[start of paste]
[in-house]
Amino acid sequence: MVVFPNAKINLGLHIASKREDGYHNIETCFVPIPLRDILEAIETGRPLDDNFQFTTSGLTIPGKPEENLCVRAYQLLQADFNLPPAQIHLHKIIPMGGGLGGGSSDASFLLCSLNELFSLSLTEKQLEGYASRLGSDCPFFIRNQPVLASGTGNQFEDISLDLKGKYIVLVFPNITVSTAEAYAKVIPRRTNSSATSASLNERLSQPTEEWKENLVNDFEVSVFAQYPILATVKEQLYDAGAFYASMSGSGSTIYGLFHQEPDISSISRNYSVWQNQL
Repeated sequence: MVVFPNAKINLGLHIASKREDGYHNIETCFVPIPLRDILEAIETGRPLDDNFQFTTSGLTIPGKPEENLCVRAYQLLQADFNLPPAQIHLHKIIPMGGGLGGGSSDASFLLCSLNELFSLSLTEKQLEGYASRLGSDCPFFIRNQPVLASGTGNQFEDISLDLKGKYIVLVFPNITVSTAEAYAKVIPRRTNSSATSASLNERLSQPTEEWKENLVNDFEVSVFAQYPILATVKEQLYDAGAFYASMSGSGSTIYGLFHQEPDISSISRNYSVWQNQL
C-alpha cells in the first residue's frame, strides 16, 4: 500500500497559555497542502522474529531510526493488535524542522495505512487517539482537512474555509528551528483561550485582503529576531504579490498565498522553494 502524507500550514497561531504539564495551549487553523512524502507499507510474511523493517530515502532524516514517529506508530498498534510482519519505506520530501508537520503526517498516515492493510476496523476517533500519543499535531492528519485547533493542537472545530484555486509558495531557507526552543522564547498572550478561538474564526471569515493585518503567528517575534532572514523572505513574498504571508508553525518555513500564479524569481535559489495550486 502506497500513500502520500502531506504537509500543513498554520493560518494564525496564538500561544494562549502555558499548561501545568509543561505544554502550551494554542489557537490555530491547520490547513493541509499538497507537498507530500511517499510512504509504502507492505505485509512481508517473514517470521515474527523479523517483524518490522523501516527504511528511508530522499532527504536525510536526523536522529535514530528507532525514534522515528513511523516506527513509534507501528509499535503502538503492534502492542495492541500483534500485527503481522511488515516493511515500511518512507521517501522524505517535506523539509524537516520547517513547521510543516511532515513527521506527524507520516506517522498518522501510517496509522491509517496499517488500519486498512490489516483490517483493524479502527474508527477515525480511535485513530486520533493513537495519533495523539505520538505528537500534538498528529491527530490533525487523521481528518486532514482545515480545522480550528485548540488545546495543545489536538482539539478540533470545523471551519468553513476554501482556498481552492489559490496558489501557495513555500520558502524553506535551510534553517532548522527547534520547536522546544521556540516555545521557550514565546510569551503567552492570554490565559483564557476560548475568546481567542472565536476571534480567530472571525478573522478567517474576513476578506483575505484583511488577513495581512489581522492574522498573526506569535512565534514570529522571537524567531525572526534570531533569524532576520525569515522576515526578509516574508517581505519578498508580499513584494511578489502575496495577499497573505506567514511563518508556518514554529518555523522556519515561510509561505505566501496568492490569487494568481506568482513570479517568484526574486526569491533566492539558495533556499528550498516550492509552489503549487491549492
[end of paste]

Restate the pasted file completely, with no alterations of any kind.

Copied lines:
[in-house]
Amino acid sequence: MVVFPNAKINLGLHIASKREDGYHNIETCFVPIPLRDILEAIETGRPLDDNFQFTTSGLTIPGKPEENLCVRAYQLLQADFNLPPAQIHLHKIIPMGGGLGGGSSDASFLLCSLNELFSLSLTEKQLEGYASRLGSDCPFFIRNQPVLASGTGNQFEDISLDLKGKYIVLVFPNITVSTAEAYAKVIPRRTNSSATSASLNERLSQPTEEWKENLVNDFEVSVFAQYPILATVKEQLYDAGAFYASMSGSGSTIYGLFHQEPDISSISRNYSVWQNQL
Repeated sequence: MVVFPNAKINLGLHIASKREDGYHNIETCFVPIPLRDILEAIETGRPLDDNFQFTTSGLTIPGKPEENLCVRAYQLLQADFNLPPAQIHLHKIIPMGGGLGGGSSDASFLLCSLNELFSLSLTEKQLEGYASRLGSDCPFFIRNQPVLASGTGNQFEDISLDLKGKYIVLVFPNITVSTAEAYAKVIPRRTNSSATSASLNERLSQPTEEWKENLVNDFEVSVFAQYPILATVKEQLYDAGAFYASMSGSGSTIYGLFHQEPDISSISRNYSVWQNQL
C-alpha cells in the first residue's frame, strides 16, 4: 500500500497559555497542502522474529531510526493488535524542522495505512487517539482537512474555509528551528483561550485582503529576531504579490498565498522553494 502524507500550514497561531504539564495551549487553523512524502507499507510474511523493517530515502532524516514517529506508530498498534510482519519505506520530501508537520503526517498516515492493510476496523476517533500519543499535531492528519485547533493542537472545530484555486509558495531557507526552543522564547498572550478561538474564526471569515493585518503567528517575534532572514523572505513574498504571508508553525518555513500564479524569481535559489495550486 502506497500513500502520500502531506504537509500543513498554520493560518494564525496564538500561544494562549502555558499548561501545568509543561505544554502550551494554542489557537490555530491547520490547513493541509499538497507537498507530500511517499510512504509504502507492505505485509512481508517473514517470521515474527523479523517483524518490522523501516527504511528511508530522499532527504536525510536526523536522529535514530528507532525514534522515528513511523516506527513509534507501528509499535503502538503492534502492542495492541500483534500485527503481522511488515516493511515500511518512507521517501522524505517535506523539509524537516520547517513547521510543516511532515513527521506527524507520516506517522498518522501510517496509522491509517496499517488500519486498512490489516483490517483493524479502527474508527477515525480511535485513530486520533493513537495519533495523539505520538505528537500534538498528529491527530490533525487523521481528518486532514482545515480545522480550528485548540488545546495543545489536538482539539478540533470545523471551519468553513476554501482556498481552492489559490496558489501557495513555500520558502524553506535551510534553517532548522527547534520547536522546544521556540516555545521557550514565546510569551503567552492570554490565559483564557476560548475568546481567542472565536476571534480567530472571525478573522478567517474576513476578506483575505484583511488577513495581512489581522492574522498573526506569535512565534514570529522571537524567531525572526534570531533569524532576520525569515522576515526578509516574508517581505519578498508580499513584494511578489502575496495577499497573505506567514511563518508556518514554529518555523522556519515561510509561505505566501496568492490569487494568481506568482513570479517568484526574486526569491533566492539558495533556499528550498516550492509552489503549487491549492